Janis Cakste, Latvia (1859-1927)
Janis Cakste was born in Lielsesava, Courland, Russia (now in Latvia). He was a patriot and President (1922-27) of the Republic of Latvia. Through political activity in Latvia and Russia and on diplomatic missions to the West, he helped to spearhead Latvia's struggle for independence. He was elected to the first Russian Duma (Assembly) in 1906. After the Duma was dissolved by the imperial government, he was one of those who signed the Viborg protest, consequently he lost his political privileges.
When the German invasion of Courland (July 1915) in World War I forced him to leave Jelgava, Cakste moved to Petrograd, where he was one of the founders of the Latvian Refugees Committee, which worked for Latvian independence and provided relief for war refugees.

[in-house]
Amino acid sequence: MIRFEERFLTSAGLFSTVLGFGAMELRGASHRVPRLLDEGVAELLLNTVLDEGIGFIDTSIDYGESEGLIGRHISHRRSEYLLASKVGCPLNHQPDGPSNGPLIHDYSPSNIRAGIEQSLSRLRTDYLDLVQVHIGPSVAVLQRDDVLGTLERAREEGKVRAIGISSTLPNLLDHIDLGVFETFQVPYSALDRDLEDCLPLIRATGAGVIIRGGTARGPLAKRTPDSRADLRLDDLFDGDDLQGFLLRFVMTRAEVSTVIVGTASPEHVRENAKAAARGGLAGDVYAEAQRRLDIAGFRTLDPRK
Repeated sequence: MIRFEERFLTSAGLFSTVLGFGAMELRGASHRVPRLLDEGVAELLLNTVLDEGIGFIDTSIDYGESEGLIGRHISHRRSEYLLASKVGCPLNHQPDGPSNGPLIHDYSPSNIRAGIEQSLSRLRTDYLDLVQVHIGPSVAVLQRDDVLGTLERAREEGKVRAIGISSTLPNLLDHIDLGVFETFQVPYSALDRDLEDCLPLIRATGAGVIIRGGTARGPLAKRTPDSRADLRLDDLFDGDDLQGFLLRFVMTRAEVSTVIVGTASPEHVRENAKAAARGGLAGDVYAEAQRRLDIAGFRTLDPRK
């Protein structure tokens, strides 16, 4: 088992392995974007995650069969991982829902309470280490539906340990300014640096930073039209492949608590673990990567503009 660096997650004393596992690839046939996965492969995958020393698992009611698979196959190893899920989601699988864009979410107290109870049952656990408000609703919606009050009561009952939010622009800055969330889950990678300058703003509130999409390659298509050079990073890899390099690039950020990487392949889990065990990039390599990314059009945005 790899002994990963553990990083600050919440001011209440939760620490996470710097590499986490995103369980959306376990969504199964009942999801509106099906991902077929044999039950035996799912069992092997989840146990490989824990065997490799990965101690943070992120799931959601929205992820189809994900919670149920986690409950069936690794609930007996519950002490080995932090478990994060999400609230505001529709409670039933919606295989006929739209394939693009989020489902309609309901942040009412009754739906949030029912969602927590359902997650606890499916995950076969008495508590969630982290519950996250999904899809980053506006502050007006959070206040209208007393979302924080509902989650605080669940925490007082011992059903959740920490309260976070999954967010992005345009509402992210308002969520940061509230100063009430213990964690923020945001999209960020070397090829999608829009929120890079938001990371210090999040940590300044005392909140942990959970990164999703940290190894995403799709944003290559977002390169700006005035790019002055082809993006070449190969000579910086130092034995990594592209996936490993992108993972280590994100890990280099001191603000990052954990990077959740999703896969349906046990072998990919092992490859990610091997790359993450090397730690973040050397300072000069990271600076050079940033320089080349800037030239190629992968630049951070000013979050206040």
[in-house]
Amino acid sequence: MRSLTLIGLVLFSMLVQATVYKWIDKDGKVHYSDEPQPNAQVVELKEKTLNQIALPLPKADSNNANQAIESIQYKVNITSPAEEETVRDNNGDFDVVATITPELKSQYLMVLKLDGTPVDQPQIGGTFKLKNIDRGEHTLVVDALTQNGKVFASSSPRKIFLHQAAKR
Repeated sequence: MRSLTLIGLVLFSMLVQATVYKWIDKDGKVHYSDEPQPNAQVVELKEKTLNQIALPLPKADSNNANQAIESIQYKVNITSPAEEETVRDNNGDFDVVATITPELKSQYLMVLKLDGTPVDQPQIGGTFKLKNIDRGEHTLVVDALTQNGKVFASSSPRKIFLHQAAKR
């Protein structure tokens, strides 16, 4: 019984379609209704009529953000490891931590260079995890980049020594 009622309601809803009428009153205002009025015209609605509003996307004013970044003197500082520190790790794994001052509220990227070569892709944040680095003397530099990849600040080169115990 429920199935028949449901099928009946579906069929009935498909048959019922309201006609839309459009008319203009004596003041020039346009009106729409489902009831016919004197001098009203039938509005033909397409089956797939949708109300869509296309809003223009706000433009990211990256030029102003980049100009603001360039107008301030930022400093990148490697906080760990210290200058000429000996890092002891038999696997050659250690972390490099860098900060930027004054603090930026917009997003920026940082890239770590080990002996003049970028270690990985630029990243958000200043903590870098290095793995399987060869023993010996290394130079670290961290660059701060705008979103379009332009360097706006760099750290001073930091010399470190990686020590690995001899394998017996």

In 1916 he went to Stockholm to promote the cause of Latvian autonomy and there wrote Die Letten und ihre Latwija (1917; 'The Letts and Their Latvia'). Elected chairman of the Latvian People's Council in 1918, he was later the head of the delegation sent to London and to the Paris Peace Conference to secure the recognition of the Latvian republic. While he was absent on that mission, Cakste was elected President of the National Council (1918); he was later elected President of the Latvian constituent assembly (1920) and, when the first Saeima (Parliament) convened, President of the Republic of Latvia (1922). He was reelected in November 1925 and died in office.